• Be sure you are negotiating with the decision maker. A lot of time has been wasted in negotiations with the wrong person.
  • Be sure you have an interested buyer who has cash or can obtain financing. If you question his ability to obtain financing, require him to submit a letter from his bank validating that he has the financial ability to do the deal.

In some instances, an employee or an employee group might be interested in buying the business. Often, employee groups must borrow heavily to buy the company, and as a result, they will be forced to run the company on a shoestring. The leading cause of all small business failures is undercapitalization at the outset.

Employee buyouts can be successful, but the seller needs to be careful here. The hopes of a sweetheart deal by the employee runs high; after all, he or she is a loyal employee, not an outsider. When the price of the business is revealed, and the difficulty of obtaining workable financing is understood, these hopes are soon dashed and a fractured relationship results.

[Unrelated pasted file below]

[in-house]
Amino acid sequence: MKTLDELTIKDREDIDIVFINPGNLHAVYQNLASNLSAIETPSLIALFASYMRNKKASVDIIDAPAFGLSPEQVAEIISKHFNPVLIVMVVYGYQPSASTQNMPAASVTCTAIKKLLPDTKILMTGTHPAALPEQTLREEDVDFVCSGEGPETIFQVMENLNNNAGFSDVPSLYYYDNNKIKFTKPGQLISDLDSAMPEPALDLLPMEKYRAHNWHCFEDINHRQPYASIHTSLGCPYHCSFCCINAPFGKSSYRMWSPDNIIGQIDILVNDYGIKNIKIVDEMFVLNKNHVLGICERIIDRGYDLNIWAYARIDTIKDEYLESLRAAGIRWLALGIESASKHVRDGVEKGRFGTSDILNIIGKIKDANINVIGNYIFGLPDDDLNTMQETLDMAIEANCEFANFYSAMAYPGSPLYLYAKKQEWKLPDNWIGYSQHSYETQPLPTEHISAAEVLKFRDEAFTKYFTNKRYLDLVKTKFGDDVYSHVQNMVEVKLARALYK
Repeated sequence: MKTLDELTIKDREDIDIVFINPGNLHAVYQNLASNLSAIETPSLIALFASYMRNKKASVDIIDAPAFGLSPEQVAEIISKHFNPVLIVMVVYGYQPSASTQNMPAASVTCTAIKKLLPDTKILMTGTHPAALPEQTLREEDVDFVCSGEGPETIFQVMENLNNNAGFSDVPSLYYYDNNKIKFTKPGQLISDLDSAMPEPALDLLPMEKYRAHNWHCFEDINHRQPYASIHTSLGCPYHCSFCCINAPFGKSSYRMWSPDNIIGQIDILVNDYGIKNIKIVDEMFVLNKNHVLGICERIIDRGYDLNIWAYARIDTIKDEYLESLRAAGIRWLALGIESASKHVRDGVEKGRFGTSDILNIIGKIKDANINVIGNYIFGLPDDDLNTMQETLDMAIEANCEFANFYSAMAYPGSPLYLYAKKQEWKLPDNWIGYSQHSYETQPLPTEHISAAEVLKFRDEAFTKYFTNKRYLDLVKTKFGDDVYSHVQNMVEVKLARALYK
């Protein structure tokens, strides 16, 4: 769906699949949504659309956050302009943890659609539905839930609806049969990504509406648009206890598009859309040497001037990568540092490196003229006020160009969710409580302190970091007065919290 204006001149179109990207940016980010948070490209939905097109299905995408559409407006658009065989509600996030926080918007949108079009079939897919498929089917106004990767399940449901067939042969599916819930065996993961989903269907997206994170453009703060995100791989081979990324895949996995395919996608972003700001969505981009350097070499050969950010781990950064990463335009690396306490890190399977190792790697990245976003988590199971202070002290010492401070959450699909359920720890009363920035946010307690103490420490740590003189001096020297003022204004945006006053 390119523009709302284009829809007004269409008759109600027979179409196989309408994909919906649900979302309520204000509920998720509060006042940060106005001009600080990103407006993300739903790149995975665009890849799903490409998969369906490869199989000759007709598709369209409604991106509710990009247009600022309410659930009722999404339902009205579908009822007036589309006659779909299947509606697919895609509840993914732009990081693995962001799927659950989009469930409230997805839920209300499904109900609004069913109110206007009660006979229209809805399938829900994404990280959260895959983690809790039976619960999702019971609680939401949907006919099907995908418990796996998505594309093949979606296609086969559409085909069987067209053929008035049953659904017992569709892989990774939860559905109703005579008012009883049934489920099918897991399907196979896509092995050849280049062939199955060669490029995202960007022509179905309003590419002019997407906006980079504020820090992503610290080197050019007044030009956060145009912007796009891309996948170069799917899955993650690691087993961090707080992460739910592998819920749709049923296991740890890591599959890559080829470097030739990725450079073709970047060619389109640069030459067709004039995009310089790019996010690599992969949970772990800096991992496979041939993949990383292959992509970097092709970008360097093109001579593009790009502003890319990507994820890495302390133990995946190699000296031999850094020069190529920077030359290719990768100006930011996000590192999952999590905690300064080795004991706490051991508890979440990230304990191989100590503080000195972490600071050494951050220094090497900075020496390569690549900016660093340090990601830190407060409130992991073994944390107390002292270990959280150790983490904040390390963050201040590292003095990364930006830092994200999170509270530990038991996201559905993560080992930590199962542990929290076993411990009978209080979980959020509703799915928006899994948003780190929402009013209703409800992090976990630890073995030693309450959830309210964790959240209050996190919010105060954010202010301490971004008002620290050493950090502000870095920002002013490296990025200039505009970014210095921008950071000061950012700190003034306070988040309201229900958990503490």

Seller financing is another option that has proven useful in making a deal. When the seller holds the paper, he or she provides an unwritten guarantee that the business will generate enough profit to make the payments. Therefore, the seller shares the risk of the future profitability of the business.

A well-structured financing agreement will provide protection for the seller. If the buyer defaults, legal action is taken, and foreclosure comes into play. In that case, the seller will be entitled to keep any down payments and monthly installments the buyer has paid up to that time and sell the business again. Just remember, litigation is never fun.